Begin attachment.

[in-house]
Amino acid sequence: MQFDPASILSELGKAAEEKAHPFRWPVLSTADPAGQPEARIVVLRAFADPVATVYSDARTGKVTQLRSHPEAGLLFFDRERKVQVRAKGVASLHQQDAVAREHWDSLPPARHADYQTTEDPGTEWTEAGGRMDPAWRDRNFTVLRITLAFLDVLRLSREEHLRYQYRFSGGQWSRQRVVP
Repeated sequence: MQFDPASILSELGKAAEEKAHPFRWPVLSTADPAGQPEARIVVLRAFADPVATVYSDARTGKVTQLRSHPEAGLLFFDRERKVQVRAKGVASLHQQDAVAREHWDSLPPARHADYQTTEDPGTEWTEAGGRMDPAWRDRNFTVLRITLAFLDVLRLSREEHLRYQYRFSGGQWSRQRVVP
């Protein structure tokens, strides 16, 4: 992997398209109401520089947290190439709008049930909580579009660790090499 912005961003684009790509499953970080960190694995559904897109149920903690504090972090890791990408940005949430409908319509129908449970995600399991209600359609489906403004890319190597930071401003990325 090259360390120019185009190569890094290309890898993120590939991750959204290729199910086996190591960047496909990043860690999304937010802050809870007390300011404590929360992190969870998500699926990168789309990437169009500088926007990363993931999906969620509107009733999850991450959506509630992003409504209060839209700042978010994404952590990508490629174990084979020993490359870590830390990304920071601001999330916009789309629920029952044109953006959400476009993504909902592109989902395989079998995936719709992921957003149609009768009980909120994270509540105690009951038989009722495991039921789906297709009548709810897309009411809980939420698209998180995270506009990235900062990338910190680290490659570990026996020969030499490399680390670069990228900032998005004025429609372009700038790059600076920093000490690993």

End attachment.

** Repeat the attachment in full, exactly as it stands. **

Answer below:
[in-house]
Amino acid sequence: MQFDPASILSELGKAAEEKAHPFRWPVLSTADPAGQPEARIVVLRAFADPVATVYSDARTGKVTQLRSHPEAGLLFFDRERKVQVRAKGVASLHQQDAVAREHWDSLPPARHADYQTTEDPGTEWTEAGGRMDPAWRDRNFTVLRITLAFLDVLRLSREEHLRYQYRFSGGQWSRQRVVP
Repeated sequence: MQFDPASILSELGKAAEEKAHPFRWPVLSTADPAGQPEARIVVLRAFADPVATVYSDARTGKVTQLRSHPEAGLLFFDRERKVQVRAKGVASLHQQDAVAREHWDSLPPARHADYQTTEDPGTEWTEAGGRMDPAWRDRNFTVLRITLAFLDVLRLSREEHLRYQYRFSGGQWSRQRVVP
């Protein structure tokens, strides 16, 4: 992997398209109401520089947290190439709008049930909580579009660790090499 912005961003684009790509499953970080960190694995559904897109149920903690504090972090890791990408940005949430409908319509129908449970995600399991209600359609489906403004890319190597930071401003990325 090259360390120019185009190569890094290309890898993120590939991750959204290729199910086996190591960047496909990043860690999304937010802050809870007390300011404590929360992190969870998500699926990168789309990437169009500088926007990363993931999906969620509107009733999850991450959506509630992003409504209060839209700042978010994404952590990508490629174990084979020993490359870590830390990304920071601001999330916009789309629920029952044109953006959400476009993504909902592109989902395989079998995936719709992921957003149609009768009980909120994270509540105690009951038989009722495991039921789906297709009548709810897309009411809980939420698209998180995270506009990235900062990338910190680290490659570990026996020969030499490399680390670069990228900032998005004025429609372009700038790059600076920093000490690993």